The picture of the very identity that is India is changing—in architecture, product, sustainable communities, education, animation, textile...and the list is endless. Who are the people designing this new country, this silent and strong revolution that has transformed the entire landscape of life? Meet the leaders who build the back-bone of modern Indian design: Bablu & Mary of The Timbaktu Collective have redefined the agrarian community in Andhra Pradesh. Gurpreet Sidhu is co-founder of India’s first urban upcyling design collective, People Tree. Kaushik Narayan Ramanathan has set an unmatchable example in industrial design, Uzramma has transformed traditional textile with Malkha, and Prakash Moorthy’s animation has revolutionised the way we look at education.
We posed one important question to all of them -
What is the role that design plays in the development of a country, and how far have we gotten with it?
Their answers make you stop, think and act.
It is very important for designers to see the interconnectedness of all things so that their rescissions and design solutions take into consideration factors such as the impact on tribal lives, on the poor, the marginalized, the farmers, the collective environment in which they live, which does include all creatures big and small.
Kaushik Narayan Ramanathan
Design plays a crucial role, and we haven’t made much of a dent. Design has become a marketing sales tool rather than a problem-solving one, it is more a political tool today. Whether we build new highways, bridges or educational institutes, there are two parts to this: The thinking / planning / organization / design / implementation / follow through and the other is the actual execution. Both have to be done in thoroughness.
Design has still to be understood as this complete process but we are far from it. We need to make this part of our growing up and learning in schools and professional education so it becomes an intrinsic part in our psyche and human spirit.
Kaushik Narayan Ramanathan
Bablu & Mary
I believe that central to any country or nation-state is how humans live in relation to the rest of the denizens of the nation. All design, therefore, must be so that we do not exploit but rather, support the growth and evolution of all species, all land, all water, all air.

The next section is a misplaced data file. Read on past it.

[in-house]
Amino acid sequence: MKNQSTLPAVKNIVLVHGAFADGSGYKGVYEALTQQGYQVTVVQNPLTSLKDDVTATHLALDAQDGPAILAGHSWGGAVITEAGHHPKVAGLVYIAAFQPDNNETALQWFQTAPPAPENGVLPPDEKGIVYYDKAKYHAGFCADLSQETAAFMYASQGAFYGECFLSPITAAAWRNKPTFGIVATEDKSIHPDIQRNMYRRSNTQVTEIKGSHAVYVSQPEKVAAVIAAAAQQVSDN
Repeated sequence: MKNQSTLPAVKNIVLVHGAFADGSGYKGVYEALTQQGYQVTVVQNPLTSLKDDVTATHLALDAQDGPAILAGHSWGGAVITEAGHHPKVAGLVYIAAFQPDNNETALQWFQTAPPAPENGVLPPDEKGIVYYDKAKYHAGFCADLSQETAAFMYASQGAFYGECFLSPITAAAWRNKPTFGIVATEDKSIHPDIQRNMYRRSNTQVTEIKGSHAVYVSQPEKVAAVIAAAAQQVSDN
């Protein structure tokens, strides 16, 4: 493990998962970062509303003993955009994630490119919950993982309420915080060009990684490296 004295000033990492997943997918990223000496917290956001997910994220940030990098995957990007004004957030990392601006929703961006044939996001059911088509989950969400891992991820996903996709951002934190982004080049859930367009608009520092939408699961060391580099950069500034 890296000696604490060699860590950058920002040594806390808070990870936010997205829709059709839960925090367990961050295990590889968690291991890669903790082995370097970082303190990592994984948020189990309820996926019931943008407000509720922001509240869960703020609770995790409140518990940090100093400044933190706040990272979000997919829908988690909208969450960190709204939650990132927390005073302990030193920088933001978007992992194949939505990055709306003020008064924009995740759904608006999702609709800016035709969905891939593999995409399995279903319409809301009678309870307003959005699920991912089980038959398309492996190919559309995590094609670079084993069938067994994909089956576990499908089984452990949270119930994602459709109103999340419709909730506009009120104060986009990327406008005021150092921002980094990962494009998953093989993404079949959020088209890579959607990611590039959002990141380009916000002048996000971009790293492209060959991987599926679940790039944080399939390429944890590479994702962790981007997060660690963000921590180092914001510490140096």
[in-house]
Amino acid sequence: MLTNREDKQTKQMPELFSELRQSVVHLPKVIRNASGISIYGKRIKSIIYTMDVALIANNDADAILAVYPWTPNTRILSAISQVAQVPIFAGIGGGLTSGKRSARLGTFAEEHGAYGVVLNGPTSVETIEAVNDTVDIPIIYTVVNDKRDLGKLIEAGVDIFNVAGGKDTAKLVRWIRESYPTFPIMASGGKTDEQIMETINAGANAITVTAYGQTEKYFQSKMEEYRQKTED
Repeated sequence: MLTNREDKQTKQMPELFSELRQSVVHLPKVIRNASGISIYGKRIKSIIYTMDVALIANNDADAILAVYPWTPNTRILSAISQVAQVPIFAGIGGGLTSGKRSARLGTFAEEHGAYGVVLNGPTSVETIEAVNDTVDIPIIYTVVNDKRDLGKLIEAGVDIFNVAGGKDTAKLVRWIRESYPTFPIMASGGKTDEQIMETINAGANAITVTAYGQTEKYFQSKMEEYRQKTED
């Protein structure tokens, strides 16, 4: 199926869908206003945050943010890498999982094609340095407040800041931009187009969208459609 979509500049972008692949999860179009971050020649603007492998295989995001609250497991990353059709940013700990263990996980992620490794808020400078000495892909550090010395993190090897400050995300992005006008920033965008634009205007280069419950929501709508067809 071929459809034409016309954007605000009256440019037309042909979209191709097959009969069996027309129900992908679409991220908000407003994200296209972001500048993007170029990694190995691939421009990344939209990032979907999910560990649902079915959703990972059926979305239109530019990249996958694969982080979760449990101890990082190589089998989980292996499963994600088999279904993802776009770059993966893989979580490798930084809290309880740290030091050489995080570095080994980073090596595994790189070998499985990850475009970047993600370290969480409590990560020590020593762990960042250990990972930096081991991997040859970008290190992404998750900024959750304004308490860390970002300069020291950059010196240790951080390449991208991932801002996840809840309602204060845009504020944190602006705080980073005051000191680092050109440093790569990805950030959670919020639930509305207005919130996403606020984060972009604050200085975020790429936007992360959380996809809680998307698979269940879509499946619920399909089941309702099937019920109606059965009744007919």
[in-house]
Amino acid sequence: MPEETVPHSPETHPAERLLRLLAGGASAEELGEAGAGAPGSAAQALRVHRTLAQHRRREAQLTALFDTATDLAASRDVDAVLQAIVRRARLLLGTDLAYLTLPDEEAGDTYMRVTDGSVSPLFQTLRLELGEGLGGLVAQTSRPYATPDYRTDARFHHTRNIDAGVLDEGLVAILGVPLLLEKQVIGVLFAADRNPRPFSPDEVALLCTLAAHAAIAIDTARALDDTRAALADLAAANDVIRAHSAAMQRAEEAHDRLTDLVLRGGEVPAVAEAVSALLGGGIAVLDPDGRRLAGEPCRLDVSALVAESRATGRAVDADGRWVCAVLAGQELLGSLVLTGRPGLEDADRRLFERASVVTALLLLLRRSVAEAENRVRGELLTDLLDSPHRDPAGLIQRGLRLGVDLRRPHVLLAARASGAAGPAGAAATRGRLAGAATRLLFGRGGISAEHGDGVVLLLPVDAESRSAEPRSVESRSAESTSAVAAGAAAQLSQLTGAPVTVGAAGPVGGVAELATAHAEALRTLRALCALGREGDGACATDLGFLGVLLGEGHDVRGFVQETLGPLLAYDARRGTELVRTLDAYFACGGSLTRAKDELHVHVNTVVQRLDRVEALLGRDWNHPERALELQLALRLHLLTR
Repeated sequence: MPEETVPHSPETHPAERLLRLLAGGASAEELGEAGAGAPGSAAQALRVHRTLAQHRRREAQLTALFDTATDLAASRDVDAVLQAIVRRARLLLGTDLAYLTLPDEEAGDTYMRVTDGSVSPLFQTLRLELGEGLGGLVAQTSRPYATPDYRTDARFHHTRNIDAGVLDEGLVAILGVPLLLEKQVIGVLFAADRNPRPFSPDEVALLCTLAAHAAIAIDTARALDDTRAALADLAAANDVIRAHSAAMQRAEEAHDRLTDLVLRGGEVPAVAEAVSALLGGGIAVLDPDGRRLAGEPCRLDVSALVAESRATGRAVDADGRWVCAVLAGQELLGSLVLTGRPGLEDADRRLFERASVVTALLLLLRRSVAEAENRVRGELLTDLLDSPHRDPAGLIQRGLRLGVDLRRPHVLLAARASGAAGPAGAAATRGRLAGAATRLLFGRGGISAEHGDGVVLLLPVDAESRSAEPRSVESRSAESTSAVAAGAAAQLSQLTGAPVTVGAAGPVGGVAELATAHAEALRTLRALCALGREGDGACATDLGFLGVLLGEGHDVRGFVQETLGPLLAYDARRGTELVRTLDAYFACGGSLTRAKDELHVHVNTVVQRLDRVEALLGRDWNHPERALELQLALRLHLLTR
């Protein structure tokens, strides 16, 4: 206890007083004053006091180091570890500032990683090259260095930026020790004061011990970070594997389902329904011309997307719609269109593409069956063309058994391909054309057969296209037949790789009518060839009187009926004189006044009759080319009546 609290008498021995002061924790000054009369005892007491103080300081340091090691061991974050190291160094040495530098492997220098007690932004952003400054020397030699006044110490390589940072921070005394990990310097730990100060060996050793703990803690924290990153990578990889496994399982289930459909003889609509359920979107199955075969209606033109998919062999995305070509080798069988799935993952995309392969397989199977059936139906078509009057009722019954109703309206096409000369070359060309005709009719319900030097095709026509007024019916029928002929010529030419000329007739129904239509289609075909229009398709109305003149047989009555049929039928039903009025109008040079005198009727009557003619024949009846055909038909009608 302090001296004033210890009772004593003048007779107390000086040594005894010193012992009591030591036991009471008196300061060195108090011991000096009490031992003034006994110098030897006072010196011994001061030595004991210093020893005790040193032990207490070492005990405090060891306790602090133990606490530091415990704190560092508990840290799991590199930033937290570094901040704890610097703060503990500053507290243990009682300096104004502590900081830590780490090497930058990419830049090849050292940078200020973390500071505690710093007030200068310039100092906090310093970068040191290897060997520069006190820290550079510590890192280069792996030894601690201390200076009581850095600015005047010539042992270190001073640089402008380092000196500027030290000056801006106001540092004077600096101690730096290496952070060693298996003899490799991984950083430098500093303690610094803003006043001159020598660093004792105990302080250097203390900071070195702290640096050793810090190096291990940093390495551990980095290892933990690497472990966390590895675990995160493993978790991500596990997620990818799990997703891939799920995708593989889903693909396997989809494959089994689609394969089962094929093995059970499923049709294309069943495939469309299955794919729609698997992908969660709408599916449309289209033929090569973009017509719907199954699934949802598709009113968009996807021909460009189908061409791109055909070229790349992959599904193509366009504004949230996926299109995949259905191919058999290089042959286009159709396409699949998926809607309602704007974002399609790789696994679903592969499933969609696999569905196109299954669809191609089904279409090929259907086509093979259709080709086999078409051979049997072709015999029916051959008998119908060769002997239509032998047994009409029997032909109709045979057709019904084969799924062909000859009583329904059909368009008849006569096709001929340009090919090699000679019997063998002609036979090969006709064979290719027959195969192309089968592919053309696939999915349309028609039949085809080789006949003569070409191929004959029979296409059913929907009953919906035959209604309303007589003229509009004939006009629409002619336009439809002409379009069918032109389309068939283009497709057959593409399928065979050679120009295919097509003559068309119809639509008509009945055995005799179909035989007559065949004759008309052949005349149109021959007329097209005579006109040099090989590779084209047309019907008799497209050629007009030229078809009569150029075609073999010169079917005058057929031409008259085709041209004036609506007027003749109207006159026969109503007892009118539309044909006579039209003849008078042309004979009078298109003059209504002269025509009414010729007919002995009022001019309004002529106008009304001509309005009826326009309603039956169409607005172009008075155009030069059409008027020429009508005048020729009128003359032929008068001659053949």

We don't seem to be going in that direction. Not only us. Modernity is bent on trying to exploit. All of nature is finite. Humans have removed themselves from nature and have been trying their best to colonize and expropriate from nature, not realizing that by expropriating from nature they are expropriating from themselves. In the process, they are dehumanizing themselves.
This is not just the Indian nation-state, but all nation-states that have decided to follow this exploitative path of infinite growth. They are actually moving away from living and creating societies that are harmonious, sustainable, and peaceful.
Sustainability is the central piece to the future of humanity. By sustainability, I don't mean it in the narrow sense. I mean it in the sense that we have to be able to live in peace and harmony with the rest of nature. We must consider ourselves to be a part of nature, rather than something outside of it.
Bablu & Mary
I strongly believe that design as a practice is built upon a socialist concern to bring egalitarianism in sensibilities across a hugely unequal world. The practices of Vkhutemas, and its contemporary Bauhaus, the twin engines that started off this modern expedition, are still prime examples of this concern. So is the primary age-old role of craft and toolmakers in all cultures. It is to bring universality in function and aesthetics that the makers have been toiling for. However, when this socialist (for the want of another word) concern to bring this parity is lost, Design becomes a frothy production of fluff. Surely like how everything falls when the floor is removed from beneath, this fluff will also float awhile and fall as fluff does.
Development of a people requires a thought that has within its core, an urge to bring in Parity, if not in other ways but in basic sensibilities.
I am an animation filmmaker who must sadly report that though we are players in the world animation industry, the character of what we produce is yet to make a mark globally like how other cultures have. Perhaps we need more time. Perhaps when contemporary literature of our land gets translated into our animation content, we will. Perhaps when we stop doing the mythological, we will.
However, with song and dance our main stream Cinema has made a perch for us. May be, we could use that perch to launch our animation Design, all over again. Design, like craft did for ages, brings pride to a people. It is important for their development.
Artisans used to have a natural and intrinsic design sense as part of their practice. This lapsed with onset of too many conflicting design directions; introduced with no sense of the nature of materials used. Natural artisanal design abilities will re-emerge with the growth of artisans’ own confidence and that is the important role assigned to the Design Industry.
Text Soumya Mukerji